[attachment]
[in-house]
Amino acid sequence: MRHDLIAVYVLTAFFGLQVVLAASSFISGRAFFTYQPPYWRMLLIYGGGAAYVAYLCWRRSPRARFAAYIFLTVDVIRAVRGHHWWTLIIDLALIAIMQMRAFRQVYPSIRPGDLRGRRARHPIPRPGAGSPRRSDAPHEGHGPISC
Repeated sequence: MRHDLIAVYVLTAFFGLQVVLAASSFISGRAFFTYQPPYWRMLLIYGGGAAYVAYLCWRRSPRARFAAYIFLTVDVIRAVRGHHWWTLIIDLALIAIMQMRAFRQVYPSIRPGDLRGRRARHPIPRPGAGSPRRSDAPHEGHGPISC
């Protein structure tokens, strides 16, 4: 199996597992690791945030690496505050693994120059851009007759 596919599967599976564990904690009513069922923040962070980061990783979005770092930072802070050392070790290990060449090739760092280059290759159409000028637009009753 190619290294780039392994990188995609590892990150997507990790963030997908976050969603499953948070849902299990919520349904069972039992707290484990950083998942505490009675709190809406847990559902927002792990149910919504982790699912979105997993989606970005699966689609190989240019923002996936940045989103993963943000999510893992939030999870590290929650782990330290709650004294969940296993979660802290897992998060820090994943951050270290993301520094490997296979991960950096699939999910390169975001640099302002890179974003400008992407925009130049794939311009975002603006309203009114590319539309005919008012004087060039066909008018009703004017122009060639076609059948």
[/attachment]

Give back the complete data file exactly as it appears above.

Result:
[in-house]
Amino acid sequence: MRHDLIAVYVLTAFFGLQVVLAASSFISGRAFFTYQPPYWRMLLIYGGGAAYVAYLCWRRSPRARFAAYIFLTVDVIRAVRGHHWWTLIIDLALIAIMQMRAFRQVYPSIRPGDLRGRRARHPIPRPGAGSPRRSDAPHEGHGPISC
Repeated sequence: MRHDLIAVYVLTAFFGLQVVLAASSFISGRAFFTYQPPYWRMLLIYGGGAAYVAYLCWRRSPRARFAAYIFLTVDVIRAVRGHHWWTLIIDLALIAIMQMRAFRQVYPSIRPGDLRGRRARHPIPRPGAGSPRRSDAPHEGHGPISC
């Protein structure tokens, strides 16, 4: 199996597992690791945030690496505050693994120059851009007759 596919599967599976564990904690009513069922923040962070980061990783979005770092930072802070050392070790290990060449090739760092280059290759159409000028637009009753 190619290294780039392994990188995609590892990150997507990790963030997908976050969603499953948070849902299990919520349904069972039992707290484990950083998942505490009675709190809406847990559902927002792990149910919504982790699912979105997993989606970005699966689609190989240019923002996936940045989103993963943000999510893992939030999870590290929650782990330290709650004294969940296993979660802290897992998060820090994943951050270290993301520094490997296979991960950096699939999910390169975001640099302002890179974003400008992407925009130049794939311009975002603006309203009114590319539309005919008012004087060039066909008018009703004017122009060639076609059948």